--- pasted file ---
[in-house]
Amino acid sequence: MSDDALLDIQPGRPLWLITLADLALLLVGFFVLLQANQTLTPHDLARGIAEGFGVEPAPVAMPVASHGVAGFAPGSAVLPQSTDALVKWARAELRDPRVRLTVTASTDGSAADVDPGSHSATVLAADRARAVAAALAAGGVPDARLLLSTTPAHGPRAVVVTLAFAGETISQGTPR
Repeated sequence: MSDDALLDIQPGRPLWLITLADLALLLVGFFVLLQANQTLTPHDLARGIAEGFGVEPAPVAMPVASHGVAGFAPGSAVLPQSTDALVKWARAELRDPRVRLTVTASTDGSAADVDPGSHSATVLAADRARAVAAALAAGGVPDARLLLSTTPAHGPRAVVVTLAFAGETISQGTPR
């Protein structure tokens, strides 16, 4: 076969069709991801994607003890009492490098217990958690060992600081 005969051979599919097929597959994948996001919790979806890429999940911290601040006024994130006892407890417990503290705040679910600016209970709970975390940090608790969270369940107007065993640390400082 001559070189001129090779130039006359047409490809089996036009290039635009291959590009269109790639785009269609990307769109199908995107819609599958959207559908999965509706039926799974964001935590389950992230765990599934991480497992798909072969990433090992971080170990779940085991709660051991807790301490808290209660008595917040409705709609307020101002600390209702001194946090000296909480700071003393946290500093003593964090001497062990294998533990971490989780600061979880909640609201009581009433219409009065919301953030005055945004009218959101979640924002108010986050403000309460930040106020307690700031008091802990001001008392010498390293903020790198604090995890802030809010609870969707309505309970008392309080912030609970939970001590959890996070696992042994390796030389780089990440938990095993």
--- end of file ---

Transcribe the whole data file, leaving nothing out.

[in-house]
Amino acid sequence: MSDDALLDIQPGRPLWLITLADLALLLVGFFVLLQANQTLTPHDLARGIAEGFGVEPAPVAMPVASHGVAGFAPGSAVLPQSTDALVKWARAELRDPRVRLTVTASTDGSAADVDPGSHSATVLAADRARAVAAALAAGGVPDARLLLSTTPAHGPRAVVVTLAFAGETISQGTPR
Repeated sequence: MSDDALLDIQPGRPLWLITLADLALLLVGFFVLLQANQTLTPHDLARGIAEGFGVEPAPVAMPVASHGVAGFAPGSAVLPQSTDALVKWARAELRDPRVRLTVTASTDGSAADVDPGSHSATVLAADRARAVAAALAAGGVPDARLLLSTTPAHGPRAVVVTLAFAGETISQGTPR
């Protein structure tokens, strides 16, 4: 076969069709991801994607003890009492490098217990958690060992600081 005969051979599919097929597959994948996001919790979806890429999940911290601040006024994130006892407890417990503290705040679910600016209970709970975390940090608790969270369940107007065993640390400082 001559070189001129090779130039006359047409490809089996036009290039635009291959590009269109790639785009269609990307769109199908995107819609599958959207559908999965509706039926799974964001935590389950992230765990599934991480497992798909072969990433090992971080170990779940085991709660051991807790301490808290209660008595917040409705709609307020101002600390209702001194946090000296909480700071003393946290500093003593964090001497062990294998533990971490989780600061979880909640609201009581009433219409009065919301953030005055945004009218959101979640924002108010986050403000309460930040106020307690700031008091802990001001008392010498390293903020790198604090995890802030809010609870969707309505309970008392309080912030609970939970001590959890996070696992042994390796030389780089990440938990095993």